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Heroes Etched in Stone!

Celebrating Juneteenth

The most important reason to celebrate Juneteenth is:  Juneteenth represents the military victory by both White and Black Union soldiers over the confederacy! In the three years that Black men fought in the Civil War, they will save the Union and emancipate themselves at the same time. Their victory ended the Confederacy’s treacherous system of chattel slavery forever. The greatest accomplishment won from the Civil War was that no man could ever own another man or woman again!

The Confederate government and the Confederate soldiers of the South fought an unjust and reactionary war, not a progressive war. Thousands of Africans fought in the ranks of the Union Army of the North; over 200,000 fought in the Union Army; and of that number, over 24,000 came from the Mississippi river parishes here in Louisiana. 

During the Civil War (1861-1865), the Confederate government and its Confederate Army marched into battle for one reason: to keep and defend slavery, by keeping the Africans enslaved and horribly oppressed. At the time Louisiana seceded or separated from the Union, 47% percent of the state’s total population was enslaved. There were 350,373 persons of African descent in the state with 18,647 of them free persons. The Emancipation Proclamation did not apply to the parishes of St. Bernard, Plaquemines, Jefferson, St. John the Baptist, St. Charles, St. James, Ascension, Assumption, Terrebonne, Lafourche, St. Mary, St. Martin, and Orleans (…… Because). The Emancipation Proclamation was a political and military tactic by President Abraham Lincoln to persuade the Confederacy to end its rebellion. The proclamation, actually, did not free anyone. There were over thirty infantry, one cavalry, and one artillery unit of United States Colored Troops regiments organized in Louisiana. (The Book of Names, Vol. 2: The Southern States, published by the African American Civil War Memorial Freedom Foundation Museum, Washington, D.C.)

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The first two regiments composed of men of African descent were mustered into service in New Orleans in August and October of 1862. They were called the 1st and 2nd Louisiana Native Guards. Until February 1863, all line officers, captains and lieutenants, were men of African descent. These units were redesignated as 1st and 2nd Corps d’ Afrique in the summer of 1863 (and the 73rd and 74th USCT’s in 1864). The Corps d’ Afrique was composed of thirty-one regiments organized in Louisiana. All of the Corps d’ Afrique regiments were redesignated as United States Colored Troops regiments in 1864. (Ibid)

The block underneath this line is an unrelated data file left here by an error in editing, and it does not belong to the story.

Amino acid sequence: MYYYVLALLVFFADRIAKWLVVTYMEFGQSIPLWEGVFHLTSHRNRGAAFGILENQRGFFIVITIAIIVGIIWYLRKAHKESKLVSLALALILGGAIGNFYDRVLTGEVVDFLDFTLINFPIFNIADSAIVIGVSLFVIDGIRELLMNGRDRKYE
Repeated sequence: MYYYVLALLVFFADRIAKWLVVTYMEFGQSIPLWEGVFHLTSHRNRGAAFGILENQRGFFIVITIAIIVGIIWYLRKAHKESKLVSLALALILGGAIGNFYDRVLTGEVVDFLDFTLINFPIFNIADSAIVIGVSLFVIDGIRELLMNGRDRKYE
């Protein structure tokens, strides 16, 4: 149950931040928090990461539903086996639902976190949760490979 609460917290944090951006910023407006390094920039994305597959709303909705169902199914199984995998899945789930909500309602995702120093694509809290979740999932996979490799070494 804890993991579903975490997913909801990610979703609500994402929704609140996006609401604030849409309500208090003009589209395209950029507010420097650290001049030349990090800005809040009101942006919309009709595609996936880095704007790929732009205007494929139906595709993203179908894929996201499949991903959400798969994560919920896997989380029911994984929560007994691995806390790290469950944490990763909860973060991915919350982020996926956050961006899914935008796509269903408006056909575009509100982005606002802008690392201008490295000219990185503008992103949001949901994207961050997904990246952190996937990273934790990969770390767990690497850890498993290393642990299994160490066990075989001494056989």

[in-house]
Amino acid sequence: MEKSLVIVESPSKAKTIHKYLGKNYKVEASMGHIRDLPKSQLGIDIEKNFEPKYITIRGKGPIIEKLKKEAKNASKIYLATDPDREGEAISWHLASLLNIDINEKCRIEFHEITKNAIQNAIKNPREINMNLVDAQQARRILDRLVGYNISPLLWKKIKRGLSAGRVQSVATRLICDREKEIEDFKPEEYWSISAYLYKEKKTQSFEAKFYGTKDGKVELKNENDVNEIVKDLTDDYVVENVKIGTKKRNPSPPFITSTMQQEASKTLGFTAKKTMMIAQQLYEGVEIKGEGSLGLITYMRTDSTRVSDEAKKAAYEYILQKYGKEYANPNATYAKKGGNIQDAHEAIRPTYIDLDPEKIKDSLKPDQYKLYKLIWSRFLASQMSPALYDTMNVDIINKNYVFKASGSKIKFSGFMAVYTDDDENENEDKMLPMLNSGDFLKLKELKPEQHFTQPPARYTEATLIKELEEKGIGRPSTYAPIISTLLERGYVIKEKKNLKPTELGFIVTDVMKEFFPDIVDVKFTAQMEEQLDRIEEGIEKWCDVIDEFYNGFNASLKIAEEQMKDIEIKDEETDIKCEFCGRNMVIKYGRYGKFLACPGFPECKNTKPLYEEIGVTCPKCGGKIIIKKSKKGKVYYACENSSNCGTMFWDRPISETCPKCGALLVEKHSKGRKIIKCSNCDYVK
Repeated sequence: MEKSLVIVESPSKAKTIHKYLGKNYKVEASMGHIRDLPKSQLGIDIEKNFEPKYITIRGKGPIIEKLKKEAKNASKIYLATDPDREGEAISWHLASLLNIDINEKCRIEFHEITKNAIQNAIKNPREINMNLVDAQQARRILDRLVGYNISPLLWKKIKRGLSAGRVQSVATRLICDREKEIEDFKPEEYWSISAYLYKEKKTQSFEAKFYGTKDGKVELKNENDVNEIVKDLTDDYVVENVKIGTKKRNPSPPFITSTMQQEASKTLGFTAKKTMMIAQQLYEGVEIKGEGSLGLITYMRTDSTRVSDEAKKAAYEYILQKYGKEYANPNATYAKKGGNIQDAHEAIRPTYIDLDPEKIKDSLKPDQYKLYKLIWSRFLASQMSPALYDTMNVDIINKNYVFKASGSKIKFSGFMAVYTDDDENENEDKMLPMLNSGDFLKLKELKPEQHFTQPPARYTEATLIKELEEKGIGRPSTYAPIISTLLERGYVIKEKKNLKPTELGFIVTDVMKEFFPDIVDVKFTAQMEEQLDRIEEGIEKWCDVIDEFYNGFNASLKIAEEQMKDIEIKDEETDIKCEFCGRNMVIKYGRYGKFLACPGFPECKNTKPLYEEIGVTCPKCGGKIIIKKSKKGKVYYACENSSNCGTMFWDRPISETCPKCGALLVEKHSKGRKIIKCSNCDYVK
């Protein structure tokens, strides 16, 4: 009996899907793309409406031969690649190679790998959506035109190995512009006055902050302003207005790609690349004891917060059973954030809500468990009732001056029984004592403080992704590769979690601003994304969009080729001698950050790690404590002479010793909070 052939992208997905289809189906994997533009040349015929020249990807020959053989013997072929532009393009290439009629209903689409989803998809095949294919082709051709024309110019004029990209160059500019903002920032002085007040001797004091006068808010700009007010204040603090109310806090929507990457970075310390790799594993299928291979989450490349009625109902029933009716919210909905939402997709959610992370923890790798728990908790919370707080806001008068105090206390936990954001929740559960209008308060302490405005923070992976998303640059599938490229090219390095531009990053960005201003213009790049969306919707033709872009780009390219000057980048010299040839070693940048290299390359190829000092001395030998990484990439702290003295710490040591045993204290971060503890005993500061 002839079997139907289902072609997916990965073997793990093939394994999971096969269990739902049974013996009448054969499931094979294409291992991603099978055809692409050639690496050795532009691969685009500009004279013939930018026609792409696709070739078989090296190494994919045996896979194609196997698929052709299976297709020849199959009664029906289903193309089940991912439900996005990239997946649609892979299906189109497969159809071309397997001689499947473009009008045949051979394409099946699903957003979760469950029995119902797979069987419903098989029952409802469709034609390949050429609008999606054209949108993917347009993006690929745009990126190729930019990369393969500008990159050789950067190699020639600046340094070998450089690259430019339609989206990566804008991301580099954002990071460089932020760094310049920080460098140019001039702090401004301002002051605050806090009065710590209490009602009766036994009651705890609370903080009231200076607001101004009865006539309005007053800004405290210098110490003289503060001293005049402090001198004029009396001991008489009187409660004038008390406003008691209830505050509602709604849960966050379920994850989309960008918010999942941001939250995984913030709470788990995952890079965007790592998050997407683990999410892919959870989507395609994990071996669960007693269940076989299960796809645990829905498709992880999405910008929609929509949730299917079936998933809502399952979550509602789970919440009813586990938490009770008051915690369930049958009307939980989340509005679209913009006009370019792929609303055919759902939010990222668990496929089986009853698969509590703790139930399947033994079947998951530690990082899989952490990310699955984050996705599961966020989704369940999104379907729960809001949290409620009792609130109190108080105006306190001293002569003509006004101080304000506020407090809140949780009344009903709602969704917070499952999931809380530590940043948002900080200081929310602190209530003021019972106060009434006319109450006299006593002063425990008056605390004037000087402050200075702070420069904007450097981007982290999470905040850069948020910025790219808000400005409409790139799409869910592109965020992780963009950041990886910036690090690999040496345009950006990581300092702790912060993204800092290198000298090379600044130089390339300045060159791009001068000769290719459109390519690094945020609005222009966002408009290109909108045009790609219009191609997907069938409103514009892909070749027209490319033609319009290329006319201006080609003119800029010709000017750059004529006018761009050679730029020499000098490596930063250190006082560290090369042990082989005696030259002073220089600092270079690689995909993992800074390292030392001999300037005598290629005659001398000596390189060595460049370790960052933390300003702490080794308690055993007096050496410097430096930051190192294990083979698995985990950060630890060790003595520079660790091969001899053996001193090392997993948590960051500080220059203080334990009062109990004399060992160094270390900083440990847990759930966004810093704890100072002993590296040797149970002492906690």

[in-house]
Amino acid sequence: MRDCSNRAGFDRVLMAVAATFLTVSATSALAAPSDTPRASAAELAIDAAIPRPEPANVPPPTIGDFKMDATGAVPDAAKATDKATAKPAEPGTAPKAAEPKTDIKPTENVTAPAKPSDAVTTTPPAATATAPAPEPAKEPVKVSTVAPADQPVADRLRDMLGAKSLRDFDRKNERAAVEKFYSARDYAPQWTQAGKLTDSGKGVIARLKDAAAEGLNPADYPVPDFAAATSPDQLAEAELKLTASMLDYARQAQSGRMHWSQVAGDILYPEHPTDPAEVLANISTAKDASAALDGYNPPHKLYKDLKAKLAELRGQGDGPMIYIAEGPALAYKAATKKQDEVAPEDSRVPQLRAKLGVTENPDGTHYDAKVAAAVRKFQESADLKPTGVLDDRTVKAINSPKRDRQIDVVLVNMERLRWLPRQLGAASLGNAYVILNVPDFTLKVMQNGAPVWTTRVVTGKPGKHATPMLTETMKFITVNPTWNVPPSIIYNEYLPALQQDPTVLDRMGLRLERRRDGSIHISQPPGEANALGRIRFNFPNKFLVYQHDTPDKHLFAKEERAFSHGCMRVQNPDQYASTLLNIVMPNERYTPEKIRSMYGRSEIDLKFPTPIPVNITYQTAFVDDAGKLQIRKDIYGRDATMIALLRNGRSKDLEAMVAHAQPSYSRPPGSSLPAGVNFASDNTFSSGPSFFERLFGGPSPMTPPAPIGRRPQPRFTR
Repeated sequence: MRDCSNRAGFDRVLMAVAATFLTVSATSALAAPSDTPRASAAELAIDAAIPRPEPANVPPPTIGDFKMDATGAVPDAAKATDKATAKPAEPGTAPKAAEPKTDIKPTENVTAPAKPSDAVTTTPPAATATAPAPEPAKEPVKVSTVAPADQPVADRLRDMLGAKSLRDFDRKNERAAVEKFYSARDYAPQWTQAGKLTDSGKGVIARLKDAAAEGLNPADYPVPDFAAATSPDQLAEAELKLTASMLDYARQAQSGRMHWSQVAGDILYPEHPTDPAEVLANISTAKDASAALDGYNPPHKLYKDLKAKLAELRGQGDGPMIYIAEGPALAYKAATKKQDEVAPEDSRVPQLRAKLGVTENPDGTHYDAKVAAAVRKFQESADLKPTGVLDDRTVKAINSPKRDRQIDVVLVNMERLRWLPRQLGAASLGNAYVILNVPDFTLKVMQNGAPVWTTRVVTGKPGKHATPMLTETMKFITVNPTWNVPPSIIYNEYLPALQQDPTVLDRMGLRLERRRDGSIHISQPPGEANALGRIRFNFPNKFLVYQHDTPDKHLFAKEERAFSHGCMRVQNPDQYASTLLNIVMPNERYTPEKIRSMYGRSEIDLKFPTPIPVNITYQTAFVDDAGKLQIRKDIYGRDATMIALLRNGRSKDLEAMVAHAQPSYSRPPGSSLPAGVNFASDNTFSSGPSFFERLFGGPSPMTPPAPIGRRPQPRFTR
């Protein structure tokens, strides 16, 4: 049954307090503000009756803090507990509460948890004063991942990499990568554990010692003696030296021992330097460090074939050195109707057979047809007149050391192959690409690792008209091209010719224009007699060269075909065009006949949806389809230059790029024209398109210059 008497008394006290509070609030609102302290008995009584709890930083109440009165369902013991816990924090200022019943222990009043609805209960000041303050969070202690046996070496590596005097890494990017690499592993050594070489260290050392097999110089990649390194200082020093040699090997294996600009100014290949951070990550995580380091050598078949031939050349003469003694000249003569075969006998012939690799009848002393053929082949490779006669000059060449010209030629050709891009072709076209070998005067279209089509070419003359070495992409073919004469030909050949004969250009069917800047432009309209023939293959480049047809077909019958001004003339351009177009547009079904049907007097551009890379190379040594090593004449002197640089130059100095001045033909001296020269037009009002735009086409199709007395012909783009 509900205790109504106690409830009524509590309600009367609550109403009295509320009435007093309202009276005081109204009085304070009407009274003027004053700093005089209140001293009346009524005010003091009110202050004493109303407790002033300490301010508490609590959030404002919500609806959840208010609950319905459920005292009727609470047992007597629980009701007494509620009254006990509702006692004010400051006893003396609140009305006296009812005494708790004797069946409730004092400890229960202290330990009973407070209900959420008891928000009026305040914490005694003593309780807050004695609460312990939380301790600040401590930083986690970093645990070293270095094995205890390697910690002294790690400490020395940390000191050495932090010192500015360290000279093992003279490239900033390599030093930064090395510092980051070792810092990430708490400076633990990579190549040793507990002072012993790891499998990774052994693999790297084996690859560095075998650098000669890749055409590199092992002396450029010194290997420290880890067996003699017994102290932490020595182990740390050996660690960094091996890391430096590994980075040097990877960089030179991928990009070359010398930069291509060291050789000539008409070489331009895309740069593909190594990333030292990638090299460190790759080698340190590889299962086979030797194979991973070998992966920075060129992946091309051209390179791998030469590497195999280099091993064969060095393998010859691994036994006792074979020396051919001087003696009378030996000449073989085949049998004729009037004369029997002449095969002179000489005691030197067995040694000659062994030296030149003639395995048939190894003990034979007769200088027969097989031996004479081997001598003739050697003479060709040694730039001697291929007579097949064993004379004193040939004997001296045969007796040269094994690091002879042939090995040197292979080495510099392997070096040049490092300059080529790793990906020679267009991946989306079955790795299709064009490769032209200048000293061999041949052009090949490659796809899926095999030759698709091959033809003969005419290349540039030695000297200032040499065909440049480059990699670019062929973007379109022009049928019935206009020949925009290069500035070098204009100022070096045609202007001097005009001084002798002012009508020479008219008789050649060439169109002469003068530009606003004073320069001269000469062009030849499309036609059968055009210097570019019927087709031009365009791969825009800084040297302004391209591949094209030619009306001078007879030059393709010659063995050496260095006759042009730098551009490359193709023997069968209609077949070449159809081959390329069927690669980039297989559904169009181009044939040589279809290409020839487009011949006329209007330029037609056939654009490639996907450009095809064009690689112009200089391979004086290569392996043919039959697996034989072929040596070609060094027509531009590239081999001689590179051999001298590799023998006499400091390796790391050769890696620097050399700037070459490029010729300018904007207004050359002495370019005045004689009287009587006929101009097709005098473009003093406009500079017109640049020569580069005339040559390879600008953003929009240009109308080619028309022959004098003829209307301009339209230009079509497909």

These Louisiana regiments served in Louisiana, Mississippi, Alabama, Florida, and Texas. At Milliken’s Bend and Port Hudson, Louisiana they engaged in very significant battles with Confederate forces in the spring of 1863. Captain Andre Cailloux, one of the more than seventy commissioned officers of African descent, led the assault on Port Hudson, LA., on May 27, 1863.

At Port Hudson, Cailloux and eight African regiments displayed unmatched heroism and courage in the face of fire to capture Confederate positions. Though they were not successful in capturing the enemy positions, they and their white comrades, did greatly stretch the enemy’s forces and laid the foundation for the eventual defeat of the Confederates. In the May 27th battle, Captain Cailloux of the 1st Louisiana Native Guards displayed enormous courage and calm under fire. After being shot and seriously wounded he struggled to his feet and led his men in another bold assault. He was then hit again, yet he found the fortitude to continue. A third time he was shot; this time it was fatal. He died a glorious death for the cause of freedom.

But there were many more revolutionary fighters like Cailloux. Many of these Black Civil War heroes came from the plantations of St. John the Baptist and St. Charles.  Some of them were:

Augustus Walker: served in Co. H 10TH Regiment U.S. Colored Heavy Artillery; from the Prospect plantation, St. Charles Parish.

Bazile Johnson: served as Private in Co. E 87th Regiment and Co. F 84th Regiment U.S. Colored Volunteer Infantry.

Benjamin Duncan: served in Co. E 16th Regiment Infantry of the Corps d’ Afrique, later changed to Co. E 87th Regiment of U.S. Colored Infantry.

Benjamin Hawkins: served in the 16th Regiment Louisiana Infantry Corps d’ Afrique; which became Co. E 87th Regiment of the U.S. Colored Infantry; and he later served in Co. F 84th U.S. Colored Infantry.

Edmund Hollingsworth: served in Co. H 10th Regiment U.S. Colored Heavy Artillery (formerly a.k.a., Edward Hollingsworth) former enslaved from the Roseland plantation (today Bonnet Carre’ spillway), former slaveholder –Charles & Martha Kenner Oxley.

Hannibal Waters: served in the 1st Heavy Artillery Corps d’ Afrique later renamed Co. H 10th  Regiment U.S. Colored Heavy Artillery; a run away slave, a maroon, from the Roseland plantation (today Bonnet Carre’ Spillway); former slave holder-Charles & Martha Kenner Oxley.

Harrison Alexander: served as Quartermaster Sergeant in Co. H 10TH Regiment U.S. Colored Heavy Artillery.